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Understanding Vacuolar Hepatopathy (VH), a Liver Disease in Dogs

Reviewed by Dr. Celeste Clements, DVM, DACVIM on Friday, January 29, 2016
Posted January 29, 2016 in Dog Diseases & Conditions A-Z

Terrier on leash

Vacuolar hepatopathy can seem like a complicated topic. To help us understand it better, let’s break it down:

  • Hepatopathy— The ‘hepato’ part of the word, hepatopathy, refers to the liver and the ‘pathy’ part refers to a disease. So hepatopathy is a disease of the liver.
  • Vacuolar— Vacuolar is the adjective that specifies the type of disease with ‘vacuoles’ being cysts or vesicles that form inside of the cells themselves.

According to David Twedt (DVM;DACVIM) of Colorado State University, with vacuolar hepatopathy (VH), the cysts can fill with different substances from water or fats to cellular waste products or glycogens. In dogs, however, MERCK reports that VH commonly involves glycogens. That will be the focus of this article.

Why do these vacuoles form?
Any time that liver cells are stressed or damaged, one of their responses is to swell and to develop vacuoles. Unfortunately, this means that the list of possible causes for vacuolar changes is quite extensive. In fact, any other ongoing disease process (stress, inflammation, infection, cancer, etc) in the liver or in any other organ systems can cause the vacuolar changes to occur. This is because natural glucocorticoids or cortisols (internally produced steroids like the prednisone you may have given your dog for something like allergies or itchy skin) are released by the adrenal glands as a general response to illness.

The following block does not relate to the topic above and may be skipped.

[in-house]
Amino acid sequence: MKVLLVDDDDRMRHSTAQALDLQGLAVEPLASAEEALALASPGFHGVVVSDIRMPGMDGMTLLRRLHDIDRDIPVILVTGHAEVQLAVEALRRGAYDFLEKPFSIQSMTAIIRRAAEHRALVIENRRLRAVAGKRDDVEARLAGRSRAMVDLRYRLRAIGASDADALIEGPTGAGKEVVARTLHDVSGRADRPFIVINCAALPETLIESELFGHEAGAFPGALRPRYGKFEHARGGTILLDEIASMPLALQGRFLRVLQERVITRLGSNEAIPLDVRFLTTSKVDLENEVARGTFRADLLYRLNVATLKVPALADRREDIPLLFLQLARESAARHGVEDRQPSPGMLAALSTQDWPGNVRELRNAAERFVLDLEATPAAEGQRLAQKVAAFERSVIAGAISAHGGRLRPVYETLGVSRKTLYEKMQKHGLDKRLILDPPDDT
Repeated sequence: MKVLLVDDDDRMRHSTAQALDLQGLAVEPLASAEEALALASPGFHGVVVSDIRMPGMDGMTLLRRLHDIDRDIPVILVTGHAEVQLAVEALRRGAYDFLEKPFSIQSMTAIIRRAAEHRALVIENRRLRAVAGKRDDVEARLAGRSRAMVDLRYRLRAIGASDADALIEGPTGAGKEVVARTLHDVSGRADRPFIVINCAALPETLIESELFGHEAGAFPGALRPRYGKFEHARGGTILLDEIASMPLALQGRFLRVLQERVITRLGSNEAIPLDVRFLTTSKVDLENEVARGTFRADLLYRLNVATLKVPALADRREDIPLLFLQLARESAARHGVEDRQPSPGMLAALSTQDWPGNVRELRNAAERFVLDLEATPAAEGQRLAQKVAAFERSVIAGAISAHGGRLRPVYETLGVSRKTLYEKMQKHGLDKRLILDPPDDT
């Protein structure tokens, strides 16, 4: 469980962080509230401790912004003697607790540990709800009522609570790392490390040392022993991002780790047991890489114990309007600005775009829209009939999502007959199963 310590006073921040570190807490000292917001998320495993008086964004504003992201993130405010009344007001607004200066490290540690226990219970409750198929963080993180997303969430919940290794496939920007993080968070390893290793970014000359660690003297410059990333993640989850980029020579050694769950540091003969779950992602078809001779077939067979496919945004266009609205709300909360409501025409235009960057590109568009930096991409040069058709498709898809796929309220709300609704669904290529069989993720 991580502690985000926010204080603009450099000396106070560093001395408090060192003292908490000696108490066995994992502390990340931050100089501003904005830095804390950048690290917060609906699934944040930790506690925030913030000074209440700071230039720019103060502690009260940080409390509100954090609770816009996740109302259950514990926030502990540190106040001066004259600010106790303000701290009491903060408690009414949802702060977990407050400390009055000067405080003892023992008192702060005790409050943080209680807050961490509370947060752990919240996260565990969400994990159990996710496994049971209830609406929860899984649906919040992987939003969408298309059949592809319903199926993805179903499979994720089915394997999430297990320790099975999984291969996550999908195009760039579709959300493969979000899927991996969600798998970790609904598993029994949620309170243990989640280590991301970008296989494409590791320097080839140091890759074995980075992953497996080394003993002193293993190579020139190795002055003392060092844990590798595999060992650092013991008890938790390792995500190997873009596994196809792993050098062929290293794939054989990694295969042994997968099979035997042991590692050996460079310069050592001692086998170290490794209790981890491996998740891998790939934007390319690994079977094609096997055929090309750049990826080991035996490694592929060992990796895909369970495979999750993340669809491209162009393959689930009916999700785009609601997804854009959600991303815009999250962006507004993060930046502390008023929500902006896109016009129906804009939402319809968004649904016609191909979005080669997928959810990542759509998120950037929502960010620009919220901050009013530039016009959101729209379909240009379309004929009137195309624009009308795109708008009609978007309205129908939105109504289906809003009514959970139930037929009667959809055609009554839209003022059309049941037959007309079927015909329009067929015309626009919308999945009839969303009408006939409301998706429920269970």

There is also a specific disorder in dogs called hyperadrenocorticism (Cushing’s Disease) wherein a dog’s adrenal glands persist in releasing an abnormally high level of cortisol. And yes, the prednisone that you might need to give to your dog can also cause the same reactive changes.

Administering phenobarbital (usually to control seizures) can also cause these changes. In addition, there are cases of VH that occur in dogs with normal cortisol levels, according to Twedt’s report, and Scottish Terriers exhibit a breed-specific VH syndrome.

How would you even know that the vacuoles are there?
You won’t know for sure unless your veterinarian obtains a biopsy sample of your dog’s liver for evaluation. Since getting a liver sample requires some degree of commitment and risk, your veterinarian will first recommend some other tests. These will probably be more routine and less invasive tests.

Most likely, the process will have begun with basic blood tests: complete blood count and serum biochemistries. These tests may have been run because your dog is exhibiting some signs of illness; or symptoms specific to Cushing’s Disease (such as increased thirst, urination and/or appetite); or as a routine geriatric or pre-anesthetic protocol.  In cases of VH these tests will reveal at least a few abnormalities, but the hallmark of the disease is a marked increased in a specific liver enzyme, alkaline phosphatase.

As with most potentially serious conditions a complete evaluation should include a complete urinalysis to check for urinary tract infections and clues to possible causes of the vacuolar liver disease. Your veterinarian may then recommend imaging the liver itself via radiographs (X-Rays) and/or ultrasound. But again, ultimately, the definitive diagnosis will require a biopsy.  The biopsy is also valuable  to diagnose  or exclude other types of liver disease that might behave more aggressively. Also remember that your veterinarian may still need to pursue more testing to determine if/what underlying disease process may also be involved with VH.

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Mike has more than 35 years of experience in companion animal veterinary practice and is a valued member of IDEXX’s Pet Health Network team since 2013.